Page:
Buying a tenor guitar – one man’s story…

Feb 11, 2017

Buying a tenor guitar…

 

 

In all the years I worked for Stefan Sobell we made one tenor guitar. I saw it for sale on a forum recently and it went for a very good price. But aye, we only made one in all those years, and that was it. These days I make quite a few.  This year I’m making a lot of them.  But why are people asking me to make them? Are there other tenor guitar makers? Why me? I emailed one recent customer to ask him, and this is his story:

 

 

Searching for that perfect tenor guitar

“I have been quite taken with the sound of tenor guitars for a long while. I originally picked up an old Kay flat top from a yard sale. It was cheap and sounded like it, but I still had a lot of fun in it. As far as I know, there is no chain of stores called “Tenors-Are-Us” where one can go to try out different tenor guitars to one’s heart’s content. I found tenors to be rare enough in my neighbourhood that whenever I encountered one locally I would buy it. I’d play it a while, and if it didn’t speak to me I’d sell it on the forum. Using this catch-and-release method, I went through a Kamico, a Harmony archtop, a Goya flat top, two Regal flat tops, an Orpheum archtop, a Martin 0-17 and several others. I was figuring out what sound I wanted. Out of this list the Goya and the Martin had the tone but they were so quiet that they were unusable in anything but solo playing and recording.

I finally came across a 1938 Gibson made Capital archtop that had all the volume I wanted. It cut right through my bluegrass band. I could even hear it over the banjo. I wasn’t in love with the tone as it was rather brash. Still, it had the volume I needed. So that’s been my go-to tenor now for a good long while. I was still wondering, though, if anyone made a tenor guitar that had volume and beautiful tone together. I rather suspected that one had to choose one or the other. I should say here that I’ve never considered putting a pickup in an acoustic instrument. I think it turns it into a different sort of animal altogether…”

 

That tenor guitar video…

 

“Every now and then I’d surf around the web looking at tenor guitar videos, listening to the tone players were getting from their instruments. It was all pretty depressing, I have to admit. But one day I found your video – Tom’s playing and tone blew me away. So, your tenor became my quest instrument. It’s only the second custom build I’ve ever ordered. The first was a mandola that I turned around and sold within a few months. The tenor is the most expensive instrument I’ve ever bought. Photos are nice, but the proof is in the volume and tone.”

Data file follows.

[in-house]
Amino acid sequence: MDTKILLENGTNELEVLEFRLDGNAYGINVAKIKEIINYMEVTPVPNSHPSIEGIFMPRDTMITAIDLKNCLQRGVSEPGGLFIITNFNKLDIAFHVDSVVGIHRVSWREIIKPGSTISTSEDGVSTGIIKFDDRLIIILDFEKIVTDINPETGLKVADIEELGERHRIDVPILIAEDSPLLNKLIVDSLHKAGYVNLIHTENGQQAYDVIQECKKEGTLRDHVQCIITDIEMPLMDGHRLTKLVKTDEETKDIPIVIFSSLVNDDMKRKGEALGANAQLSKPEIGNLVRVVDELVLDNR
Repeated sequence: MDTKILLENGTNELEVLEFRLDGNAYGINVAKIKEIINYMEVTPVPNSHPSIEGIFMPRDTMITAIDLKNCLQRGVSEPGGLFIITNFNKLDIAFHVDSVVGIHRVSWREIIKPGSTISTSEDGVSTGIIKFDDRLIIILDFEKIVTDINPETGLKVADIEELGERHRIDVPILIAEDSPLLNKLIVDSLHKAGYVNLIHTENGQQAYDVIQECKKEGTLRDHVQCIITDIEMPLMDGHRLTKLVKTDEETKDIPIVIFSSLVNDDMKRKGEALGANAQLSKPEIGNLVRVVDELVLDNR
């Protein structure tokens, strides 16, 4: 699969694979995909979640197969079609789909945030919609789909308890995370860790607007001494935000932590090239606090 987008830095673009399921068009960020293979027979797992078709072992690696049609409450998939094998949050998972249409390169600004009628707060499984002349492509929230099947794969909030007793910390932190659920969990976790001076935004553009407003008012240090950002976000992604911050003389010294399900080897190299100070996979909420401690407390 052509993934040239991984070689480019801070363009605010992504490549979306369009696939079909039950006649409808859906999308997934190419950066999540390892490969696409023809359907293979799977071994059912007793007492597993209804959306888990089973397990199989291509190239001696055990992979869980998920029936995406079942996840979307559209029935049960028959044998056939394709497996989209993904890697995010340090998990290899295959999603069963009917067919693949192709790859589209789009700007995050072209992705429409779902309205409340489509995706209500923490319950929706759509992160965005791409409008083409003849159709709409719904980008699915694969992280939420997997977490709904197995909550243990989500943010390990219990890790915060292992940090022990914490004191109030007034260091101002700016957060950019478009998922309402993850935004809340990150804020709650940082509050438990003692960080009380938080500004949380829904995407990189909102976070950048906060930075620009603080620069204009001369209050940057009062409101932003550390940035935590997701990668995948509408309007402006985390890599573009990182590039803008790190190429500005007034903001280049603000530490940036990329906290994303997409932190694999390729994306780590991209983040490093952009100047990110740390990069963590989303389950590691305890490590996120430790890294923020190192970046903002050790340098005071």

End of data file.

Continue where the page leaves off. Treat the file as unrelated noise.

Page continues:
“When I played it along with a banjo, a dobro, and a six-string guitar, that made 21 strings all tuned around the same pitches competing with each other. The sound of the tenor was clearly discernible even when we were playing hard, but it overpowered the other instruments!”

“The tenor strung GDAE absolutely shines with: a trio of clawhammer banjo, tenor, and upright bass; a trio of octave mandolin tuned CGDA, the tenor, and an upright bass; a string band of fiddle, mandolin, tenor, recorder, hammered dulcimer, and upright bass.”

 

 

“Thanks again for the beautiful guitar.”

“I’m loving this new tenor. I’ve got a friend who plays clawhammer banjo and I’ve been playing it with him. They go together amazingly well. This instrument is going to point me in new directions musically. Thanks again for the beautiful guitar.

That’s my friend Kent playing his banjo. Kent and I have been teaching at the same school for 24 years and have been picking together the whole time. The tenor guitar and the banjo sound fabulous together. The Session King holds its own easily with the banjo. In fact, while we were picking yesterday I had to hold back while playing backup as the tenor was overpowering the banjo.”

“I’ve been thinking about what to compare the power of this guitar to. While playing two-finger backup chords, it’s a bit like shooting a shotgun. The chords boom out with surprising authority. So, there’s a learning curve to it. It’s refreshing to play a tenor with power to spare.

 

You’re very welcome Steve. And here is Steve’s tenor guitar, once again played by Tom Kimber:

 

As I said at the start of this post, I’m making a lot of tenors this year – and there is a lot of variety – different top woods, different back and sides, scales, tunings, some with flat tops, some with cylinder tops. It’s going to be fun.

If you’d like me to add one more tenor to this years build list, one just for you, drop me a line and we can take it from there.